Dicyclopentadiene (DCPD) - information sheet
CAS Registry Number 77-73-6
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- About this substance
- Human and ecological exposures
- Key health and ecological effects (hazard)
- Risk assessment outcomes
- Related information
- The Government of Canada conducted a science-based evaluation, called a screening assessment, to address the potential for harm to Canadians and to the environment from dicyclopentadiene (DCPD).
- Under the Canadian Environmental Protection Act, 1999 (CEPA 1999), the risk posed by a substance is determined by considering both its hazardous properties (its potential to cause adverse human health or ecological effects) and the amount of exposure there is to people and the environment. A substance may have hazardous properties; however, the risk to human health or to the environment may be low depending upon the level of exposure.
- More information on assessing risk can be found in the Overview of Risk Assessment and related fact sheets, particularly on Types of Risk Assessment Documents and the Risk Assessment Toolbox.
- The ecological hazard and exposure potentials of this substance were classified using the Ecological Risk Classification of Organic Substances (ERC) Approach.
- As a result of the draft screening assessment, the Government is proposing that DCPD is not harmful to human health or to the environment at levels of exposure considered in the assessment.
About this substance
- The screening assessment focuses on the substance 4,7-methano-1H-indene, 3a,4,7,7a-tetrahydro-, also referred to as dicyclopentadiene (DCPD). It was assessed under the Chemicals Management Plan.
- According to information gathered by the Government, this substance does not occur naturally in the environment. It is primarily used in industrial applications, such as the manufacture of petroleum feedstock and paints and coatings. It is used in the manufacture of building or construction materials.
- In Canada, DCPD may be found in products available to consumers including automotive engine oil enhancers and gasoline.
- DCPD may be used in the manufacture of food packaging materials in Canada; however, exposure is not expected.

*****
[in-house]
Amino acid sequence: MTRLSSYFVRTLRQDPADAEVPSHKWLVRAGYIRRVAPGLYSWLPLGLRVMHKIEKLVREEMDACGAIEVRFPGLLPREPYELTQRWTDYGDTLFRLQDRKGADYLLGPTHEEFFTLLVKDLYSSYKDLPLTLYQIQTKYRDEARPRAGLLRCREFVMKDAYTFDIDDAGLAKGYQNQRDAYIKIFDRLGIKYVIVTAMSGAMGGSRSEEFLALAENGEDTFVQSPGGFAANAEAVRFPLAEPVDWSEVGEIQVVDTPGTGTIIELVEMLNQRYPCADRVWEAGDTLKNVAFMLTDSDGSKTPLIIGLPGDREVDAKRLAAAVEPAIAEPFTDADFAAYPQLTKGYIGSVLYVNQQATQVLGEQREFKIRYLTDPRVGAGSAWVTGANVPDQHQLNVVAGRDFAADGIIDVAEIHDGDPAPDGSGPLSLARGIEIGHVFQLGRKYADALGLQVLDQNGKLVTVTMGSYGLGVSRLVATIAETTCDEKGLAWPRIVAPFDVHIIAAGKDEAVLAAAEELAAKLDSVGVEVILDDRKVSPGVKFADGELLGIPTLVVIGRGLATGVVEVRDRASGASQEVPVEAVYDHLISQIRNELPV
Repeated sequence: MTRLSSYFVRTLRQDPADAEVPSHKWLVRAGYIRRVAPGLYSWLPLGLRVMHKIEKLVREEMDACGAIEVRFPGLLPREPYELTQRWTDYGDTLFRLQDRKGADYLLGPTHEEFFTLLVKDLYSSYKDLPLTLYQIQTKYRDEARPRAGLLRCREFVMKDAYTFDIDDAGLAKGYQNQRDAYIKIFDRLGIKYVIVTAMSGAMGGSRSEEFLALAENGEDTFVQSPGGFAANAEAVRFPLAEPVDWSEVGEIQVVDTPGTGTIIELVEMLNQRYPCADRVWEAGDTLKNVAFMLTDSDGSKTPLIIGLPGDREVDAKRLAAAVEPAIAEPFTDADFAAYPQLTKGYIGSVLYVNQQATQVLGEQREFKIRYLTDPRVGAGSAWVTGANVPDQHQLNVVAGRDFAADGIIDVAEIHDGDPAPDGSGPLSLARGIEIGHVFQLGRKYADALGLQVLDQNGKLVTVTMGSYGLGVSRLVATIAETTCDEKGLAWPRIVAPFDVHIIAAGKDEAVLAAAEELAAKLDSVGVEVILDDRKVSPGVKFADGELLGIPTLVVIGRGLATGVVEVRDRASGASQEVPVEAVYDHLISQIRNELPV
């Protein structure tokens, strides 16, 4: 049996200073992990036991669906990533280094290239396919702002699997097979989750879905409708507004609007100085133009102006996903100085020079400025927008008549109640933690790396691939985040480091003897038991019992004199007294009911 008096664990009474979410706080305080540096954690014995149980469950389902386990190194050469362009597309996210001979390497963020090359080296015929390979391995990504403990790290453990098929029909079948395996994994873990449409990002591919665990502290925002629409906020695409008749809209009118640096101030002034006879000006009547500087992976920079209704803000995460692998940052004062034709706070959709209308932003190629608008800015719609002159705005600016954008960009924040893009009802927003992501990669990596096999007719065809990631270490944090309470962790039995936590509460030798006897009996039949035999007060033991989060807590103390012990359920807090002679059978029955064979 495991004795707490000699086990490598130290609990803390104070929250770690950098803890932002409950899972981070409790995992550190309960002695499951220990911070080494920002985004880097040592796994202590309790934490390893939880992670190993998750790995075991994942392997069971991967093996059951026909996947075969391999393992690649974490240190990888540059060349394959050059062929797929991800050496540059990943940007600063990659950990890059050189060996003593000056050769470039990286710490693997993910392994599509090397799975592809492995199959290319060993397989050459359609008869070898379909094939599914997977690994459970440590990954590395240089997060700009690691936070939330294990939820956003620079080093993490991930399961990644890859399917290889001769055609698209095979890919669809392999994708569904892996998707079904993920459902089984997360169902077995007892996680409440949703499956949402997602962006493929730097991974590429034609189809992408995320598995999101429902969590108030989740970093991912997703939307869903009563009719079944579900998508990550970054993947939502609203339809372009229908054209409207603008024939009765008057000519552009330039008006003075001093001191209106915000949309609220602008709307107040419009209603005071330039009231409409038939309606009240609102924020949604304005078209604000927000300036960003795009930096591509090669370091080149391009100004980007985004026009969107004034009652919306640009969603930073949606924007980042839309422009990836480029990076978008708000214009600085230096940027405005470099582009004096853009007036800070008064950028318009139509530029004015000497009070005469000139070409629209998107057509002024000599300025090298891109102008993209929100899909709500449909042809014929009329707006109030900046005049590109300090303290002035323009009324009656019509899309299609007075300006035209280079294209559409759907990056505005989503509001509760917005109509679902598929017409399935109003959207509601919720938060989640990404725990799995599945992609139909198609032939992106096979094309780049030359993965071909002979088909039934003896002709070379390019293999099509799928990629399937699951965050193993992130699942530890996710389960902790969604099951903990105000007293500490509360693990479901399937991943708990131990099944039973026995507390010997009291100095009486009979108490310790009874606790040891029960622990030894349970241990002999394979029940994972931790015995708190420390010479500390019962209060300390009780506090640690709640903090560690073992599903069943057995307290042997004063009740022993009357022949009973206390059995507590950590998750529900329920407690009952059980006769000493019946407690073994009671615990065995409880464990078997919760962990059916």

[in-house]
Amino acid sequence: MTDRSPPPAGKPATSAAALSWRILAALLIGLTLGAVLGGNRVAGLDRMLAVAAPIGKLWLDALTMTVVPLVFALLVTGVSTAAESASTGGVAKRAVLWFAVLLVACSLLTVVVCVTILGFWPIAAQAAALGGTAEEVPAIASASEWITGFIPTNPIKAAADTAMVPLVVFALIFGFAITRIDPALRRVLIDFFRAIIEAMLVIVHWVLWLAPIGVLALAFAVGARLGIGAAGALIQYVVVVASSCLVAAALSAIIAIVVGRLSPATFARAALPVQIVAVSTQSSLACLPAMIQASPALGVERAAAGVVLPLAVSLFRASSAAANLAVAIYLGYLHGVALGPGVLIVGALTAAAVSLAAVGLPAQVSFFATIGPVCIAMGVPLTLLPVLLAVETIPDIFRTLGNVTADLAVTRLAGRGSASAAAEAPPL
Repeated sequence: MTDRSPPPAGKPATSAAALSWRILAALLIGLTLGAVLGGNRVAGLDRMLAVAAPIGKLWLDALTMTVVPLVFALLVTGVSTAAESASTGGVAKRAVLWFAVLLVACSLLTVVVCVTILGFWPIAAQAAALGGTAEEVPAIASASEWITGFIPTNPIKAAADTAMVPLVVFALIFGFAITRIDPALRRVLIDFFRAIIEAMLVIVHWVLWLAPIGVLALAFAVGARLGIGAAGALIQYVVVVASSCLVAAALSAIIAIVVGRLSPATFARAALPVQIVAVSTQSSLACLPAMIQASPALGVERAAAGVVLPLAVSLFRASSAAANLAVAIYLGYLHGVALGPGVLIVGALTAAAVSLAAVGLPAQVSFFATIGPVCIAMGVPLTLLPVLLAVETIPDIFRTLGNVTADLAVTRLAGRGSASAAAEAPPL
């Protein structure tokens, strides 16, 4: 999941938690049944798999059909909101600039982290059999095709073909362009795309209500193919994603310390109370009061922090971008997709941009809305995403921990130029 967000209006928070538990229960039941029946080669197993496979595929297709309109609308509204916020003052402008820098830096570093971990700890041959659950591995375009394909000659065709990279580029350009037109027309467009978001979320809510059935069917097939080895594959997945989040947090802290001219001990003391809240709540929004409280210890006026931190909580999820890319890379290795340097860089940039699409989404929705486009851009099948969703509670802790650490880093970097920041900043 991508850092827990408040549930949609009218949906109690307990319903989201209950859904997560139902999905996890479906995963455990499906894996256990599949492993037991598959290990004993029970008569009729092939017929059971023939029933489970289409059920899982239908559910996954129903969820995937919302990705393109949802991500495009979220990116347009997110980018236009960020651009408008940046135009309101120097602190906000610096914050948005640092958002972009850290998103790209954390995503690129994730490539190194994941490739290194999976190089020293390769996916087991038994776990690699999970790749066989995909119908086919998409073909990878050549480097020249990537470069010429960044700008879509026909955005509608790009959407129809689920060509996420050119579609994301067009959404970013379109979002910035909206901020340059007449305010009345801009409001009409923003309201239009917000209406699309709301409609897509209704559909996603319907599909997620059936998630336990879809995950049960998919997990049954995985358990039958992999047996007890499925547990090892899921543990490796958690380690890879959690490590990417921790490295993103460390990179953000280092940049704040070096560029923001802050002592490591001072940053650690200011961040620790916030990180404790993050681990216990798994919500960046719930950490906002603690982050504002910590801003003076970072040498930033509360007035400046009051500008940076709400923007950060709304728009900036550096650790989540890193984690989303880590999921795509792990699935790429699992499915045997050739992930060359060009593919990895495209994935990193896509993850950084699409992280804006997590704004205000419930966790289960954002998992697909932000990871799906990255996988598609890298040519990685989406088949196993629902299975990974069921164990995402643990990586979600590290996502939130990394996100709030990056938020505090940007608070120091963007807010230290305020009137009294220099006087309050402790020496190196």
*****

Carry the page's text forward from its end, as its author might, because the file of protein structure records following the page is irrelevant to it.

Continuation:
Human and ecological exposures
- Canadians may be exposed to DCPD from products available to consumers, such as automotive engine oil enhancers as well as gasoline (for example, from vehicle re-fuelling).
- According to information considered under the ERC Approach, DCPD was identified as having a low ecological exposure potential.
Key health and ecological effects (hazard)
- DCPD has been reviewed internationally by other organizations including the Organisation for Economic Cooperation and Development (OECD) Cooperative Chemicals Assessment Programme, and the United States Environmental Protection Agency National Center for Environmental Assessment. These assessments informed the human health effects characterization in the screening assessment.
- For DCPD, the important or critical effects identified for characterizing the risk to human health are potential effects on the kidneys and adrenal glands.
- According to information considered under the ERC Approach, DCPD was identified as having a low ecological hazard potential.
Risk assessment outcomes
- Based upon a comparison of levels to which Canadians may be exposed to DCPD, and the levels associated with health effects, the risk to human health for this substance is considered to be low.
- Based upon the outcome of the ERC Approach, DCPD is considered unlikely to be causing ecological harm.
- The Government of Canada published the Draft Screening Assessment for Dicyclopentadiene (DCPD) on December 7, 2019. The public is invited to comment on this assessment during the 60-day public comment period ending on February 5, 2020.
Proposed screening assessment conclusions
- As a result of the draft screening assessment, the Government is proposing that DCPD is not harmful to human health at levels of exposure considered in the assessment, and is not entering the environment at levels that are harmful to the environment.
- DCPD may be found in products available to consumers. Canadians should follow any safety warnings and directions related to the product and dispose of products responsibly.
- Visit Do it for a Healthy Home for more information on chemical safety in and around the home.
- Canadians who may be exposed to DCPD in the workplace should consult with their employer and an occupational health and safety (OHS) representative about safe handling practices, applicable laws, and requirements under OHS legislation and the Workplace Hazardous Materials Information System.
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